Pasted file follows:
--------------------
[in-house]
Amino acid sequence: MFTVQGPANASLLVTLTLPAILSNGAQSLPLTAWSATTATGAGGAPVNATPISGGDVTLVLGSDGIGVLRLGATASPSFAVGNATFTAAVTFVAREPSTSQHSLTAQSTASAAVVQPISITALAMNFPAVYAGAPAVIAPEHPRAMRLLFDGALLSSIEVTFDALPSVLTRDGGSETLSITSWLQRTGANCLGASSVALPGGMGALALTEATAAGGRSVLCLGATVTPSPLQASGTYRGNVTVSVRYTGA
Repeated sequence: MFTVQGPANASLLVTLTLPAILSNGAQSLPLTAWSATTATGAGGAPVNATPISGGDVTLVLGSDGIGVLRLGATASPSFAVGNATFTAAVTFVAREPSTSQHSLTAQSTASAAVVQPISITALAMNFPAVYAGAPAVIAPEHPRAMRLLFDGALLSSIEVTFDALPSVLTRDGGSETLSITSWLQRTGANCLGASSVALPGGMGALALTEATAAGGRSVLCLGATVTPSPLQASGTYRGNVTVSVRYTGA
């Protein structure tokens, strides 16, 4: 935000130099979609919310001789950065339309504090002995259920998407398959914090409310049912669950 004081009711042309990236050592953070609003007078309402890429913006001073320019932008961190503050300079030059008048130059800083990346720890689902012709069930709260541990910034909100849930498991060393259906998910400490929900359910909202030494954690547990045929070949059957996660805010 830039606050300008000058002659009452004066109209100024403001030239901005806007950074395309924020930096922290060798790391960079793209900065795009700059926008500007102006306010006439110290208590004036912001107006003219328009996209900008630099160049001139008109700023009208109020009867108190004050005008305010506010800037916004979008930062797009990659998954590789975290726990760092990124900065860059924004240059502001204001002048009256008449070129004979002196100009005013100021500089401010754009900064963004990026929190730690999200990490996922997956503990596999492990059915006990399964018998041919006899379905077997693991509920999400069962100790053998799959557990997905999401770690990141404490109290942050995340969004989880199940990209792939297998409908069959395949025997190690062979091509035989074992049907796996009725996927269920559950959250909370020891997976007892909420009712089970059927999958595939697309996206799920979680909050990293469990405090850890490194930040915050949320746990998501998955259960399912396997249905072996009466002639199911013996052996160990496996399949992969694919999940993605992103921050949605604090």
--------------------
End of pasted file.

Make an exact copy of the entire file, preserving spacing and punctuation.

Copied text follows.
[in-house]
Amino acid sequence: MFTVQGPANASLLVTLTLPAILSNGAQSLPLTAWSATTATGAGGAPVNATPISGGDVTLVLGSDGIGVLRLGATASPSFAVGNATFTAAVTFVAREPSTSQHSLTAQSTASAAVVQPISITALAMNFPAVYAGAPAVIAPEHPRAMRLLFDGALLSSIEVTFDALPSVLTRDGGSETLSITSWLQRTGANCLGASSVALPGGMGALALTEATAAGGRSVLCLGATVTPSPLQASGTYRGNVTVSVRYTGA
Repeated sequence: MFTVQGPANASLLVTLTLPAILSNGAQSLPLTAWSATTATGAGGAPVNATPISGGDVTLVLGSDGIGVLRLGATASPSFAVGNATFTAAVTFVAREPSTSQHSLTAQSTASAAVVQPISITALAMNFPAVYAGAPAVIAPEHPRAMRLLFDGALLSSIEVTFDALPSVLTRDGGSETLSITSWLQRTGANCLGASSVALPGGMGALALTEATAAGGRSVLCLGATVTPSPLQASGTYRGNVTVSVRYTGA
């Protein structure tokens, strides 16, 4: 935000130099979609919310001789950065339309504090002995259920998407398959914090409310049912669950 004081009711042309990236050592953070609003007078309402890429913006001073320019932008961190503050300079030059008048130059800083990346720890689902012709069930709260541990910034909100849930498991060393259906998910400490929900359910909202030494954690547990045929070949059957996660805010 830039606050300008000058002659009452004066109209100024403001030239901005806007950074395309924020930096922290060798790391960079793209900065795009700059926008500007102006306010006439110290208590004036912001107006003219328009996209900008630099160049001139008109700023009208109020009867108190004050005008305010506010800037916004979008930062797009990659998954590789975290726990760092990124900065860059924004240059502001204001002048009256008449070129004979002196100009005013100021500089401010754009900064963004990026929190730690999200990490996922997956503990596999492990059915006990399964018998041919006899379905077997693991509920999400069962100790053998799959557990997905999401770690990141404490109290942050995340969004989880199940990209792939297998409908069959395949025997190690062979091509035989074992049907796996009725996927269920559950959250909370020891997976007892909420009712089970059927999958595939697309996206799920979680909050990293469990405090850890490194930040915050949320746990998501998955259960399912396997249905072996009466002639199911013996052996160990496996399949992969694919999940993605992103921050949605604090």